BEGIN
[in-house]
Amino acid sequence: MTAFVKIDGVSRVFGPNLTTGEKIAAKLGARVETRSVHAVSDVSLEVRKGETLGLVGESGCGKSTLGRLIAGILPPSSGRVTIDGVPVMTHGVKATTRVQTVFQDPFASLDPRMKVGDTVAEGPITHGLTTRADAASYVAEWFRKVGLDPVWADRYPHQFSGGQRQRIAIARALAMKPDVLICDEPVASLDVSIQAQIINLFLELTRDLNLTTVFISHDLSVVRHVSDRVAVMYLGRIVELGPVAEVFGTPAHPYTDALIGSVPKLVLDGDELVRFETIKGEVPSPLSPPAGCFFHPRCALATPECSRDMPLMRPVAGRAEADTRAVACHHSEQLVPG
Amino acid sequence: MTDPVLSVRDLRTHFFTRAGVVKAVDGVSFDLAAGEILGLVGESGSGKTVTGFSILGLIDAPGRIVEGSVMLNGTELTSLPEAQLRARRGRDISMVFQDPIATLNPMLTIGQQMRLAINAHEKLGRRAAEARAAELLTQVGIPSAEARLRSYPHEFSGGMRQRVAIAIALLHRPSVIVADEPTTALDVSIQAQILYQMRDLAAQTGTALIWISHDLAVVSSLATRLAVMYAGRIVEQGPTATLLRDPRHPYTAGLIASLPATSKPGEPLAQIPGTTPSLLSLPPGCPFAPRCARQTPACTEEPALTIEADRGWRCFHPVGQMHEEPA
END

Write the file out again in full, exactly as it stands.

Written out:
[in-house]
Amino acid sequence: MTAFVKIDGVSRVFGPNLTTGEKIAAKLGARVETRSVHAVSDVSLEVRKGETLGLVGESGCGKSTLGRLIAGILPPSSGRVTIDGVPVMTHGVKATTRVQTVFQDPFASLDPRMKVGDTVAEGPITHGLTTRADAASYVAEWFRKVGLDPVWADRYPHQFSGGQRQRIAIARALAMKPDVLICDEPVASLDVSIQAQIINLFLELTRDLNLTTVFISHDLSVVRHVSDRVAVMYLGRIVELGPVAEVFGTPAHPYTDALIGSVPKLVLDGDELVRFETIKGEVPSPLSPPAGCFFHPRCALATPECSRDMPLMRPVAGRAEADTRAVACHHSEQLVPG
Amino acid sequence: MTDPVLSVRDLRTHFFTRAGVVKAVDGVSFDLAAGEILGLVGESGSGKTVTGFSILGLIDAPGRIVEGSVMLNGTELTSLPEAQLRARRGRDISMVFQDPIATLNPMLTIGQQMRLAINAHEKLGRRAAEARAAELLTQVGIPSAEARLRSYPHEFSGGMRQRVAIAIALLHRPSVIVADEPTTALDVSIQAQILYQMRDLAAQTGTALIWISHDLAVVSSLATRLAVMYAGRIVEQGPTATLLRDPRHPYTAGLIASLPATSKPGEPLAQIPGTTPSLLSLPPGCPFAPRCARQTPACTEEPALTIEADRGWRCFHPVGQMHEEPA